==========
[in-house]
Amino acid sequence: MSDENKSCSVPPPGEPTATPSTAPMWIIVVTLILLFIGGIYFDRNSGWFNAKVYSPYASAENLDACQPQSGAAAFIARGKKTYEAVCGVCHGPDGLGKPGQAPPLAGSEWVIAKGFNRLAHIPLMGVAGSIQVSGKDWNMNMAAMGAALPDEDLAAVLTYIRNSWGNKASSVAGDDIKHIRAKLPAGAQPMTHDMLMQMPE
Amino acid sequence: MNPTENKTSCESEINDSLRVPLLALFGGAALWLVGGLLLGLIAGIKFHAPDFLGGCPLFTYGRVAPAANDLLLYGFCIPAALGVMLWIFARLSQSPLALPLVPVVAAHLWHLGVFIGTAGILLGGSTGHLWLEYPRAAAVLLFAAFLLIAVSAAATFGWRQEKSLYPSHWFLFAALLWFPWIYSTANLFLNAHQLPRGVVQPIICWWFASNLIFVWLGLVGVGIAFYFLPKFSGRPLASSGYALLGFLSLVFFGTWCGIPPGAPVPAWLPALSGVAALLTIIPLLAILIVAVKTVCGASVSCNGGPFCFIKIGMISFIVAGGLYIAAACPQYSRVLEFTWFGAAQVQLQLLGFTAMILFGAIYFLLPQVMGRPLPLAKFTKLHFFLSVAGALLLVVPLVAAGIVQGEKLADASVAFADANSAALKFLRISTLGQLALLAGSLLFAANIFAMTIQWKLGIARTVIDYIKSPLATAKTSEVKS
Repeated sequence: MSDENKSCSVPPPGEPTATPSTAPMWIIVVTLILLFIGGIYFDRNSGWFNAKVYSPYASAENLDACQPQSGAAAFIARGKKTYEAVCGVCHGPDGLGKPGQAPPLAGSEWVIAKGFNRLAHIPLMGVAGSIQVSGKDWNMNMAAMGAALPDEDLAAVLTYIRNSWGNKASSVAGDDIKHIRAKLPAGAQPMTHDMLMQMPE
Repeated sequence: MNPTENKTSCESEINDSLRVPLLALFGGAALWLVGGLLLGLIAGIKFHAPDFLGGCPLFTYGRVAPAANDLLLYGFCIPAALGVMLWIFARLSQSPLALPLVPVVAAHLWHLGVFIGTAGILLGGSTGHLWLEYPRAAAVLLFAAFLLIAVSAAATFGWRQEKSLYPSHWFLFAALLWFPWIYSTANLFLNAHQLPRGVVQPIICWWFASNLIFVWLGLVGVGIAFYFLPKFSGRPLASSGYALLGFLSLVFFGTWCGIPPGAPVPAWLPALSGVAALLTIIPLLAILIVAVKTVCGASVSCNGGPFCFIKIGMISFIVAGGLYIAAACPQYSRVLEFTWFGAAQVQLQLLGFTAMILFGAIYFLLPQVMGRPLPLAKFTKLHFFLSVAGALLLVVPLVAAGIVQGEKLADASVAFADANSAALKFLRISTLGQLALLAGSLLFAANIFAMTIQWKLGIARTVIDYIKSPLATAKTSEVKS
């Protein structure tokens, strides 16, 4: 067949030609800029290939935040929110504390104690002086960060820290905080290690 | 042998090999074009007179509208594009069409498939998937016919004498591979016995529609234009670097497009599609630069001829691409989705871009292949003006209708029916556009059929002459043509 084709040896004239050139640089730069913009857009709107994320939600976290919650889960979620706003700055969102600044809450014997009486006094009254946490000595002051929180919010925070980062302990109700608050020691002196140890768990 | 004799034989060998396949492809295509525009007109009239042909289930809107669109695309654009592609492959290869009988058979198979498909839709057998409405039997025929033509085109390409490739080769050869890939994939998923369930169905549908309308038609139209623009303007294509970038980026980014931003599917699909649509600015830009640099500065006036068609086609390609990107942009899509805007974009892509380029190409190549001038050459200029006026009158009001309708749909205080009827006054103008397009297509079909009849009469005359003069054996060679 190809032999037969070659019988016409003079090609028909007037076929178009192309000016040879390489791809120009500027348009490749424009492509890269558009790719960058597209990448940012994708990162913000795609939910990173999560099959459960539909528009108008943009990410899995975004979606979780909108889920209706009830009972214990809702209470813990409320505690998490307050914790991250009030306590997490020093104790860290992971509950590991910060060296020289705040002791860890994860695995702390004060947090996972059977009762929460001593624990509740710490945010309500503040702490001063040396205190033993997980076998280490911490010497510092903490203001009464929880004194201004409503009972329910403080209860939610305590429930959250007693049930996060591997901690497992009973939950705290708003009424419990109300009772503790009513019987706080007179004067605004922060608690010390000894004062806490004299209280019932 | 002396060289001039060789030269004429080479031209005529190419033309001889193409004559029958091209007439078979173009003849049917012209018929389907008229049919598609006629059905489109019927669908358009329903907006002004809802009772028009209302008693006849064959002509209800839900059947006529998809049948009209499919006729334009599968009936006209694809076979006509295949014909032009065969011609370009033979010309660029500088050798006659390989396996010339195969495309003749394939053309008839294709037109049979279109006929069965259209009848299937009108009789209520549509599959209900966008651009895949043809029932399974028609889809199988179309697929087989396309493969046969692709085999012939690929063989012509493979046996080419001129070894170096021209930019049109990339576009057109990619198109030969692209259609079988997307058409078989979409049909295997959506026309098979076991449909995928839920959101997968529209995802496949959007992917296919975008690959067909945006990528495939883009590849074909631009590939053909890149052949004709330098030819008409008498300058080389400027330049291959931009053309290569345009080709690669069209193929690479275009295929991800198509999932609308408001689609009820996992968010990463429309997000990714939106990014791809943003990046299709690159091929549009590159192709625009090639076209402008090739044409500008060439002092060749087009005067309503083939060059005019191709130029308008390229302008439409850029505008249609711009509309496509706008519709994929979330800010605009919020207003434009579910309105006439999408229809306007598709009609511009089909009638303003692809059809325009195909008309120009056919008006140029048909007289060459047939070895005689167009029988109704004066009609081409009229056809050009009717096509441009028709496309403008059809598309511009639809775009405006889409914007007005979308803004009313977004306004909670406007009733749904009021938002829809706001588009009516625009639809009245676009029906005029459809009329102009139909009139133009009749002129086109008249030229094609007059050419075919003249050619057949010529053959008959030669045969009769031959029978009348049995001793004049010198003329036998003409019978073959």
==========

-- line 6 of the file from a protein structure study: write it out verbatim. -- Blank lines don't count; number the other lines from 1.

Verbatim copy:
């Protein structure tokens, strides 16, 4: 067949030609800029290939935040929110504390104690002086960060820290905080290690 | 042998090999074009007179509208594009069409498939998937016919004498591979016995529609234009670097497009599609630069001829691409989705871009292949003006209708029916556009059929002459043509 084709040896004239050139640089730069913009857009709107994320939600976290919650889960979620706003700055969102600044809450014997009486006094009254946490000595002051929180919010925070980062302990109700608050020691002196140890768990 | 004799034989060998396949492809295509525009007109009239042909289930809107669109695309654009592609492959290869009988058979198979498909839709057998409405039997025929033509085109390409490739080769050869890939994939998923369930169905549908309308038609139209623009303007294509970038980026980014931003599917699909649509600015830009640099500065006036068609086609390609990107942009899509805007974009892509380029190409190549001038050459200029006026009158009001309708749909205080009827006054103008397009297509079909009849009469005359003069054996060679 190809032999037969070659019988016409003079090609028909007037076929178009192309000016040879390489791809120009500027348009490749424009492509890269558009790719960058597209990448940012994708990162913000795609939910990173999560099959459960539909528009108008943009990410899995975004979606979780909108889920209706009830009972214990809702209470813990409320505690998490307050914790991250009030306590997490020093104790860290992971509950590991910060060296020289705040002791860890994860695995702390004060947090996972059977009762929460001593624990509740710490945010309500503040702490001063040396205190033993997980076998280490911490010497510092903490203001009464929880004194201004409503009972329910403080209860939610305590429930959250007693049930996060591997901690497992009973939950705290708003009424419990109300009772503790009513019987706080007179004067605004922060608690010390000894004062806490004299209280019932 | 002396060289001039060789030269004429080479031209005529190419033309001889193409004559029958091209007439078979173009003849049917012209018929389907008229049919598609006629059905489109019927669908358009329903907006002004809802009772028009209302008693006849064959002509209800839900059947006529998809049948009209499919006729334009599968009936006209694809076979006509295949014909032009065969011609370009033979010309660029500088050798006659390989396996010339195969495309003749394939053309008839294709037109049979279109006929069965259209009848299937009108009789209520549509599959209900966008651009895949043809029932399974028609889809199988179309697929087989396309493969046969692709085999012939690929063989012509493979046996080419001129070894170096021209930019049109990339576009057109990619198109030969692209259609079988997307058409078989979409049909295997959506026309098979076991449909995928839920959101997968529209995802496949959007992917296919975008690959067909945006990528495939883009590849074909631009590939053909890149052949004709330098030819008409008498300058080389400027330049291959931009053309290569345009080709690669069209193929690479275009295929991800198509999932609308408001689609009820996992968010990463429309997000990714939106990014791809943003990046299709690159091929549009590159192709625009090639076209402008090739044409500008060439002092060749087009005067309503083939060059005019191709130029308008390229302008439409850029505008249609711009509309496509706008519709994929979330800010605009919020207003434009579910309105006439999408229809306007598709009609511009089909009638303003692809059809325009195909008309120009056919008006140029048909007289060459047939070895005689167009029988109704004066009609081409009229056809050009009717096509441009028709496309403008059809598309511009639809775009405006889409914007007005979308803004009313977004306004909670406007009733749904009021938002829809706001588009009516625009639809009245676009029906005029459809009329102009139909009139133009009749002129086109008249030229094609007059050419075919003249050619057949010529053959008959030669045969009769031959029978009348049995001793004049010198003329036998003409019978073959």